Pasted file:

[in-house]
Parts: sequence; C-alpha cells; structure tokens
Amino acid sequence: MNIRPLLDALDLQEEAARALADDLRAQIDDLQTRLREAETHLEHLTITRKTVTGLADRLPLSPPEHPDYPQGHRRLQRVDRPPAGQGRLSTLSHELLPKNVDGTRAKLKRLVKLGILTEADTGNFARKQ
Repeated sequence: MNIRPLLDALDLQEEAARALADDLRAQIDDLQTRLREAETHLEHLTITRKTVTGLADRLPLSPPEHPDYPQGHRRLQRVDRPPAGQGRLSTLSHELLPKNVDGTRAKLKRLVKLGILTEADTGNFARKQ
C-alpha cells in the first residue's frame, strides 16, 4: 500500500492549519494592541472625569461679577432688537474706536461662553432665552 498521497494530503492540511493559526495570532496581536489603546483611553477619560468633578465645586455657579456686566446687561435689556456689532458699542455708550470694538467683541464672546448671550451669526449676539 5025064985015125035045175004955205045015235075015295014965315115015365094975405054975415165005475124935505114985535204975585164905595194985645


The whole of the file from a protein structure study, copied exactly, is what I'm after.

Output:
[in-house]
Parts: sequence; C-alpha cells; structure tokens
Amino acid sequence: MNIRPLLDALDLQEEAARALADDLRAQIDDLQTRLREAETHLEHLTITRKTVTGLADRLPLSPPEHPDYPQGHRRLQRVDRPPAGQGRLSTLSHELLPKNVDGTRAKLKRLVKLGILTEADTGNFARKQ
Repeated sequence: MNIRPLLDALDLQEEAARALADDLRAQIDDLQTRLREAETHLEHLTITRKTVTGLADRLPLSPPEHPDYPQGHRRLQRVDRPPAGQGRLSTLSHELLPKNVDGTRAKLKRLVKLGILTEADTGNFARKQ
C-alpha cells in the first residue's frame, strides 16, 4: 500500500492549519494592541472625569461679577432688537474706536461662553432665552 498521497494530503492540511493559526495570532496581536489603546483611553477619560468633578465645586455657579456686566446687561435689556456689532458699542455708550470694538467683541464672546448671550451669526449676539 5025064985015125035045175004955205045015235075015295014965315115015365094975405054975415165005475124935505114985535204975585164905595194985645